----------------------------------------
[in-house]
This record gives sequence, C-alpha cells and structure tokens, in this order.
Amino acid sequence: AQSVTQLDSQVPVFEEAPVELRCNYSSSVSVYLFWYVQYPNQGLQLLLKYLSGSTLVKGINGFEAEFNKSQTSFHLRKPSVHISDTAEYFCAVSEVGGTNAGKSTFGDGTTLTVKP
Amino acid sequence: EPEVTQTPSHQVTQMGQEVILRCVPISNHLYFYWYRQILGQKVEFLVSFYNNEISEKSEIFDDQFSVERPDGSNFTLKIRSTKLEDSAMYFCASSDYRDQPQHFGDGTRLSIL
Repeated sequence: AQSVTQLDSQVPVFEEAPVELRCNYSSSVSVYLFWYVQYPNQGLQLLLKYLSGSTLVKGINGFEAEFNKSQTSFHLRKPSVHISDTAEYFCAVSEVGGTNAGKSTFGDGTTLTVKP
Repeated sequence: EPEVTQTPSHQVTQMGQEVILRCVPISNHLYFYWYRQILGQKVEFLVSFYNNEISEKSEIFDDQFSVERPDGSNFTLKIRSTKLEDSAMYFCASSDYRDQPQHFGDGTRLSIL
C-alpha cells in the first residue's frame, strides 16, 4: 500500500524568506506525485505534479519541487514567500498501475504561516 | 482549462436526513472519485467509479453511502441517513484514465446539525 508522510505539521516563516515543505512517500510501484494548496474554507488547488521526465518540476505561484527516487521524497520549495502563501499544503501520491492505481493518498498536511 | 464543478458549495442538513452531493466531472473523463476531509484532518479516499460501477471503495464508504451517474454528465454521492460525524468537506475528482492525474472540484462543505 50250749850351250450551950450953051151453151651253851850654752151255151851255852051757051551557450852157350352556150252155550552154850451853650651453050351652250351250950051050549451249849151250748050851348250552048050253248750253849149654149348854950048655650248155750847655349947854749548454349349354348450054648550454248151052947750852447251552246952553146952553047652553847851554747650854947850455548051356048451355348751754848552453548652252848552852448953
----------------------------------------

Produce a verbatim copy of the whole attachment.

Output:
[in-house]
This record gives sequence, C-alpha cells and structure tokens, in this order.
Amino acid sequence: AQSVTQLDSQVPVFEEAPVELRCNYSSSVSVYLFWYVQYPNQGLQLLLKYLSGSTLVKGINGFEAEFNKSQTSFHLRKPSVHISDTAEYFCAVSEVGGTNAGKSTFGDGTTLTVKP
Amino acid sequence: EPEVTQTPSHQVTQMGQEVILRCVPISNHLYFYWYRQILGQKVEFLVSFYNNEISEKSEIFDDQFSVERPDGSNFTLKIRSTKLEDSAMYFCASSDYRDQPQHFGDGTRLSIL
Repeated sequence: AQSVTQLDSQVPVFEEAPVELRCNYSSSVSVYLFWYVQYPNQGLQLLLKYLSGSTLVKGINGFEAEFNKSQTSFHLRKPSVHISDTAEYFCAVSEVGGTNAGKSTFGDGTTLTVKP
Repeated sequence: EPEVTQTPSHQVTQMGQEVILRCVPISNHLYFYWYRQILGQKVEFLVSFYNNEISEKSEIFDDQFSVERPDGSNFTLKIRSTKLEDSAMYFCASSDYRDQPQHFGDGTRLSIL
C-alpha cells in the first residue's frame, strides 16, 4: 500500500524568506506525485505534479519541487514567500498501475504561516 | 482549462436526513472519485467509479453511502441517513484514465446539525 508522510505539521516563516515543505512517500510501484494548496474554507488547488521526465518540476505561484527516487521524497520549495502563501499544503501520491492505481493518498498536511 | 464543478458549495442538513452531493466531472473523463476531509484532518479516499460501477471503495464508504451517474454528465454521492460525524468537506475528482492525474472540484462543505 50250749850351250450551950450953051151453151651253851850654752151255151851255852051757051551557450852157350352556150252155550552154850451853650651453050351652250351250950051050549451249849151250748050851348250552048050253248750253849149654149348854950048655650248155750847655349947854749548454349349354348450054648550454248151052947750852447251552246952553146952553047652553847851554747650854947850455548051356048451355348751754848552453548652252848552852448953